“The sea, the snotgreen sea, the scrotumtightening sea.”
― James Joyce, Ulysses
We spent one night only, camping near the Martello Tower in Sandycove, Dublin. It features in the opening chapter of James Joyce’s Ulysses, so they say.
All night long they came and went, up and down the walkway from Sandycove to the 40 Foot (famous Dublin swimming spot) and back. Swimmers, revellers, beer drinking young ones. As the sun sank behind Dun Laoghaire Town Hall it was all go and there wasn’t too much sleep to be had.
At 11.30 PM a woman walking her dog, sat on a nearby wall and sang all of The Parting Glass and the Auld Triangle into the night air. We sat and listened in awe. A wise cracking Dub shouted across to her that she had a fine voice and would she sing some more. Why don’t you sing yourself, says the Siren and exits stage left.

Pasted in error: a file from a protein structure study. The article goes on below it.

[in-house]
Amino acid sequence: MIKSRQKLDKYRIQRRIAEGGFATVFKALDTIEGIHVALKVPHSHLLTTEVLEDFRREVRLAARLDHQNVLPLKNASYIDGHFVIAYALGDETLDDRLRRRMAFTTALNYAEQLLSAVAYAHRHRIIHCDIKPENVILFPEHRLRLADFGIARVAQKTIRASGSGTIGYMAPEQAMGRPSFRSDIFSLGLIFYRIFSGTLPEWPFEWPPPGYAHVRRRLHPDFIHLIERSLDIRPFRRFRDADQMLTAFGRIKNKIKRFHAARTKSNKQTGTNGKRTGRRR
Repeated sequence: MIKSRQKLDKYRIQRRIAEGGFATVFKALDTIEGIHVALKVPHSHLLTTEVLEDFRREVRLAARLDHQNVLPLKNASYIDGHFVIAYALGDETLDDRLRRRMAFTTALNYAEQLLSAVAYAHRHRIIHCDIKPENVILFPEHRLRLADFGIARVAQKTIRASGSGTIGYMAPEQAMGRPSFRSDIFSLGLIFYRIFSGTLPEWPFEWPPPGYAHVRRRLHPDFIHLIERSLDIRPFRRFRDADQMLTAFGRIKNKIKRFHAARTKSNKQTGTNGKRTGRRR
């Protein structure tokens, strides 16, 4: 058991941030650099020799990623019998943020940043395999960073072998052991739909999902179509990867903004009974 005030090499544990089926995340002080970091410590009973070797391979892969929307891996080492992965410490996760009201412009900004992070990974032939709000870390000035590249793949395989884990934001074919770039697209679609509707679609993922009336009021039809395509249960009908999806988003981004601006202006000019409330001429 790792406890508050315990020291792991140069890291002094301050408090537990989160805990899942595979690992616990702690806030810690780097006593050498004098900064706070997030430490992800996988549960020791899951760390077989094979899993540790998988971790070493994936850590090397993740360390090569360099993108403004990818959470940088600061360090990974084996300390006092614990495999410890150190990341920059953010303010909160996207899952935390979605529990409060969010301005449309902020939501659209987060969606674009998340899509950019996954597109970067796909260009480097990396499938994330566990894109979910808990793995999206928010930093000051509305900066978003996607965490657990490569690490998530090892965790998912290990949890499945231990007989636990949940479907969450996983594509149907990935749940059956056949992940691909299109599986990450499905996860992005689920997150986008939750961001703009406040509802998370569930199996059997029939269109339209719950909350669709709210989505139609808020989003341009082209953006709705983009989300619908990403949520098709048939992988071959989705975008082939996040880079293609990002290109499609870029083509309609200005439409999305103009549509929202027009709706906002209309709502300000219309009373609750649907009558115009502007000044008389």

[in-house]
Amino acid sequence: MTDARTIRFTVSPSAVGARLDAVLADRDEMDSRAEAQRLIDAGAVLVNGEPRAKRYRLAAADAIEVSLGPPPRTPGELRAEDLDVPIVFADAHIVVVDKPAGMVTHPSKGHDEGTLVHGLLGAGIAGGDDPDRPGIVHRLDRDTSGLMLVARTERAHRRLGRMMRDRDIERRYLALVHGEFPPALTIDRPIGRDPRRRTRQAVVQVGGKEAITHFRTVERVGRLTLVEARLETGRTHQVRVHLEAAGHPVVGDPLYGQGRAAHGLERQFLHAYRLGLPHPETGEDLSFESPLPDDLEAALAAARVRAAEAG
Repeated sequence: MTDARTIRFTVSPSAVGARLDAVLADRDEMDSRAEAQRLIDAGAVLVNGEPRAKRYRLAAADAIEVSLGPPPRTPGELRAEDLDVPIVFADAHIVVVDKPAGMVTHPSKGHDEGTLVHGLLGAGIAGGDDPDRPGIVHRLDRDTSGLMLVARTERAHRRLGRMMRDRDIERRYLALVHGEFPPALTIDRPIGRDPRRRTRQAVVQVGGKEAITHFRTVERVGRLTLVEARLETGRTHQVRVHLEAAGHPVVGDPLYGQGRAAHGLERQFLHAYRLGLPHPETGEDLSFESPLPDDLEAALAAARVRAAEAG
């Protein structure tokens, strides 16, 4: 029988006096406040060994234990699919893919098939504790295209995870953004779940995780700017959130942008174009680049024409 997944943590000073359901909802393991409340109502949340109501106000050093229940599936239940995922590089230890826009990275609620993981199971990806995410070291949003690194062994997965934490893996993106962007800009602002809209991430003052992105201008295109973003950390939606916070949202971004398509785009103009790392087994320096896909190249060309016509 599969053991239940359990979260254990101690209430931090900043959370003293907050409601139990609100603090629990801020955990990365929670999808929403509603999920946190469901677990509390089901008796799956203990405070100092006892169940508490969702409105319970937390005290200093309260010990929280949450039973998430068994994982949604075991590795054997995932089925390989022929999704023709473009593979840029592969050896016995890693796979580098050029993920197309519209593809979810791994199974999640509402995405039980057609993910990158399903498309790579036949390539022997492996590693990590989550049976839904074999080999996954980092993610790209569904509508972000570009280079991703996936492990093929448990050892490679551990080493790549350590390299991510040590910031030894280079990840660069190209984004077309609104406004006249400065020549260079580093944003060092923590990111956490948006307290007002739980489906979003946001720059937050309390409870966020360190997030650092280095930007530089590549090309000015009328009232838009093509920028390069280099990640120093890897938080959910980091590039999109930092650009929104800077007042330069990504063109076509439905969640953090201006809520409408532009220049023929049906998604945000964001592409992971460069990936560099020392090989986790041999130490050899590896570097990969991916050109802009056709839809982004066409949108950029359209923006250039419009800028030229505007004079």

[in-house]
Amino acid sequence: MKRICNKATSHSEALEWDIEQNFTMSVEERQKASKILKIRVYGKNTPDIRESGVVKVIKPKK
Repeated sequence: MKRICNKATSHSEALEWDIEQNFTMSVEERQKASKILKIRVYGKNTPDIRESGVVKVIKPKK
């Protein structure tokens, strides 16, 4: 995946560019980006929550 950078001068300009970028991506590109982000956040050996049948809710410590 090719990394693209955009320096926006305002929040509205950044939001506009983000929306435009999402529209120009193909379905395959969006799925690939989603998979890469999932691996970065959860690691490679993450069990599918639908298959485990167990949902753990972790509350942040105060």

“Trilling, trilling: I dolores. Peep! Who’s in the… peepofgold? Tink cried to bronze in pity. And a call, pure, long and throbbing. Longindying call.Decoy. Soft word. But look! The bright stars fade. O rose! Notes chirruping answer. C astille. The morn is breaking. Jingle jingle jaunted jingling.”
Episode 11 of Ulysses : Sirens
Bleary eyed by 5.30 AM, then the early daily swimmers began to arrive. A short dip in the “scrotumtightening sea” lots of chat, the Irish Times under one arm and and a carton a milk under the other.
It was here 50 years ago that the pink sparkly ball was swept out to sea and rescued by a heroic local. Here, where we learned to swim and perfected the art of putting warm clothes onto damp limbs while gyrating under a towel. “Hmmph that fella!!” was all that was ever said about James Joyce.
“…she saunters away, plump as a pampered pouter pigeon, humming the duet from Don Giovanni…
Episode 15 of Ulysses : Circe